The Iraqi Prime Minister Nouri Maliki has warned that those who use mosques to provoke sectarian violence will be prosecuted under anti-terrorism laws.
The annual pilgrimage was marred by bloodshed last year
Mr Maliki asked clerics to urge people to unite and shun whatever could lead to sectarian clashes, as Shia faithful attended an event at a Baghdad shrine.
The ceremony, honouring an 8th-Century Shia leader, was marred last year when a stampede caused some 1,000 deaths.
Special security measures include a two-day vehicle ban in Iraq's capital.
On Saturday, police sealed off streets near the shrine in the Kadhimiya area after seven pilgrims were shot dead.
Inside the mosque containing the tomb of Mousa Kadhim, pilgrims have been listening to recitations in praise of the eighth century Imam and beating their chests in a Shia ritual of mourning.
Others have gathered around the shrine after walking to Baghdad as pilgrims, many carrying flags in religiously symbolic green and yellow colours.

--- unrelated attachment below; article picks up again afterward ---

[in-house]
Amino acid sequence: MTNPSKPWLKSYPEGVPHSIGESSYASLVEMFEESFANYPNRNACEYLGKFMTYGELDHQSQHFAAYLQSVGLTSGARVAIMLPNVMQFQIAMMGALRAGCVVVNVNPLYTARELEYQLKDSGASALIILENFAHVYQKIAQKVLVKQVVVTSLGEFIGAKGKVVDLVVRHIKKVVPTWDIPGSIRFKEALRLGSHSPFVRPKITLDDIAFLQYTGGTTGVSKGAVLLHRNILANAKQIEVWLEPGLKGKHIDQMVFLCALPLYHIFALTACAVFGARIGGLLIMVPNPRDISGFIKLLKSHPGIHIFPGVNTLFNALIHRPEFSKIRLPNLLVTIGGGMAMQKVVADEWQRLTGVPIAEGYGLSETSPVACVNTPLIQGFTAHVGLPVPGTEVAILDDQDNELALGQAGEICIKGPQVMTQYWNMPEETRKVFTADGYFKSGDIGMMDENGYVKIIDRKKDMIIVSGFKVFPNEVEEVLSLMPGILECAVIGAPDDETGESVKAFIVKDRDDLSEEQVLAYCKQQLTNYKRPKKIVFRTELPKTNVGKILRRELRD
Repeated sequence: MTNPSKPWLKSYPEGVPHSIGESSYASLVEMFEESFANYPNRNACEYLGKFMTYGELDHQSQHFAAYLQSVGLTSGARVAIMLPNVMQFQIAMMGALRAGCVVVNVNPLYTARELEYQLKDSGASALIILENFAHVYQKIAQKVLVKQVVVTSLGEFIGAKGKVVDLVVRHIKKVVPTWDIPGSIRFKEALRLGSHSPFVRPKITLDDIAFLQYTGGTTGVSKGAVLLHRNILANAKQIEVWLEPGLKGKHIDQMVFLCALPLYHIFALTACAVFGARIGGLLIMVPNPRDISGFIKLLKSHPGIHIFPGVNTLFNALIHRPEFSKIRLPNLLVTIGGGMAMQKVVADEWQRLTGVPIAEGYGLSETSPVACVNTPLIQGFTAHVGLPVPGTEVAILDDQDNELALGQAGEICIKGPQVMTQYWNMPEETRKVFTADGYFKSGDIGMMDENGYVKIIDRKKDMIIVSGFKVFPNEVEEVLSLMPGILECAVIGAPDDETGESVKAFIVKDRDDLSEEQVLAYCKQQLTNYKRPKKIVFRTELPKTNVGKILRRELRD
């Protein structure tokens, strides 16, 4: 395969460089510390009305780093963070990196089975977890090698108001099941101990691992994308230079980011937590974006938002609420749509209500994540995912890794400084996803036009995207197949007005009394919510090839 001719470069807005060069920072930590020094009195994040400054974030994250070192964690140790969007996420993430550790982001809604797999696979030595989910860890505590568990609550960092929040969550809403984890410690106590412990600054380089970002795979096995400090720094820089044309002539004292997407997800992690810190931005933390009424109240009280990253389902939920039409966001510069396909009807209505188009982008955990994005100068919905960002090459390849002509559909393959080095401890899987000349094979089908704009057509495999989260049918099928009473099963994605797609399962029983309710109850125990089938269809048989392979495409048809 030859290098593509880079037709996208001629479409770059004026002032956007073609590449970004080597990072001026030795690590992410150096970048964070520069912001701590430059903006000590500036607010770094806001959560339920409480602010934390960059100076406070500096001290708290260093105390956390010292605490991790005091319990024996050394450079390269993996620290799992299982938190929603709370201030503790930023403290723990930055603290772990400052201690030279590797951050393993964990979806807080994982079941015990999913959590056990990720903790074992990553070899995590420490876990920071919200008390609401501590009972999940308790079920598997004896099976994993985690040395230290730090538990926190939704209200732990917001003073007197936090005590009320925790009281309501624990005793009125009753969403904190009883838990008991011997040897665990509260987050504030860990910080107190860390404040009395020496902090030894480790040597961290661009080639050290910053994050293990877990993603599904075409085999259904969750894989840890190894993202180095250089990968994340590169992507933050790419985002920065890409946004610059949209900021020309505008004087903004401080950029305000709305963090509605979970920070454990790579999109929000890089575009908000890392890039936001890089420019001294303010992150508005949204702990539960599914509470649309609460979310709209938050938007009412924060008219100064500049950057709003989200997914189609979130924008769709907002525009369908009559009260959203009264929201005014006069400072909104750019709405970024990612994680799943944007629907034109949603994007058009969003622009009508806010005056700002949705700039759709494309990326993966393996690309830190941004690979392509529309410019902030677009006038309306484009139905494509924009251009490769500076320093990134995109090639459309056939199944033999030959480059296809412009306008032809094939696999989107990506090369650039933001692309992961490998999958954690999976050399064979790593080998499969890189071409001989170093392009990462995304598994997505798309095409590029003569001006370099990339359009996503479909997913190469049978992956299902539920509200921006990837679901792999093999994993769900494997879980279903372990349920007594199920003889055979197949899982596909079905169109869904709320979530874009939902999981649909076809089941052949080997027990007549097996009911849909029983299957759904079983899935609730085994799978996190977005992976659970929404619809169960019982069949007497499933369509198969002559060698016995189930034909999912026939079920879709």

Mr Maliki warned against turning the ceremonies into a political demonstration.
The city has seen months of sectarian violence between Shia and Sunni Muslims, fuelling fears of a civil war.
Correspondents report that Mehdi Army militiamen, loyal to the radical Shia cleric Moqtada al-Sadr, have been providing protection for some groups of pilgrims.
The seven pilgrims killed on Friday night were attacked in a Sunni suburb.
The authorities have warned pilgrims not to accept food or drink from people they do not know or trust.
The US military has deployed thousands of extra troops in Baghdad in recent weeks as part of a new security drive ordered by Mr Maliki.
On 31 August last year, mortars were fired at the mosque housing Imam Musa Kadhim's tomb and rumours spread of possible suicide bombers.
In the ensuing stampede, almost 1,000 pilgrims died - the highest death toll on a single day since the 2003 war that toppled Saddam Hussein. Many of the dead were women and children.
In the Baquba area, north of Baghdad, gunmen killed at least nine civilians on Saturday.
Two university lecturers were among those shot dead in separate incidents in and around the town, which has been racked by violence.
Meanwhile, Pope Benedict XVI has appealed for the release of an Iraqi Catholic priest, Father Saad Syrop Hanna, who was kidnapped in Baghdad on 15 August.